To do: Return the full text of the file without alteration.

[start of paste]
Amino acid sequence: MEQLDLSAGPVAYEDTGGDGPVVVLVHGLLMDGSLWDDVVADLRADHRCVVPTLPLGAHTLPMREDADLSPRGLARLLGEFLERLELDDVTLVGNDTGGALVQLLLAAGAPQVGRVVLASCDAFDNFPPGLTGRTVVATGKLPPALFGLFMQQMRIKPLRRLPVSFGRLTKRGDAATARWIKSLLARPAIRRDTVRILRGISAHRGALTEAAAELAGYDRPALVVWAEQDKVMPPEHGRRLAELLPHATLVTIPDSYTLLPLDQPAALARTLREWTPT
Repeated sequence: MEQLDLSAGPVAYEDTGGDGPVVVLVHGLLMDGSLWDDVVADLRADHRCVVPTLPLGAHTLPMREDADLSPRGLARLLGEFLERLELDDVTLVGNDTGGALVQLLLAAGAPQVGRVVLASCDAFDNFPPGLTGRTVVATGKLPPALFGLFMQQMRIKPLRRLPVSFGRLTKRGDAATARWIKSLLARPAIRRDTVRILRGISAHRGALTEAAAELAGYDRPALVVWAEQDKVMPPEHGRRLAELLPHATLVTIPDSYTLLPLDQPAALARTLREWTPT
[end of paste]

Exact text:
Amino acid sequence: MEQLDLSAGPVAYEDTGGDGPVVVLVHGLLMDGSLWDDVVADLRADHRCVVPTLPLGAHTLPMREDADLSPRGLARLLGEFLERLELDDVTLVGNDTGGALVQLLLAAGAPQVGRVVLASCDAFDNFPPGLTGRTVVATGKLPPALFGLFMQQMRIKPLRRLPVSFGRLTKRGDAATARWIKSLLARPAIRRDTVRILRGISAHRGALTEAAAELAGYDRPALVVWAEQDKVMPPEHGRRLAELLPHATLVTIPDSYTLLPLDQPAALARTLREWTPT
Repeated sequence: MEQLDLSAGPVAYEDTGGDGPVVVLVHGLLMDGSLWDDVVADLRADHRCVVPTLPLGAHTLPMREDADLSPRGLARLLGEFLERLELDDVTLVGNDTGGALVQLLLAAGAPQVGRVVLASCDAFDNFPPGLTGRTVVATGKLPPALFGLFMQQMRIKPLRRLPVSFGRLTKRGDAATARWIKSLLARPAIRRDTVRILRGISAHRGALTEAAAELAGYDRPALVVWAEQDKVMPPEHGRRLAELLPHATLVTIPDSYTLLPLDQPAALARTLREWTPT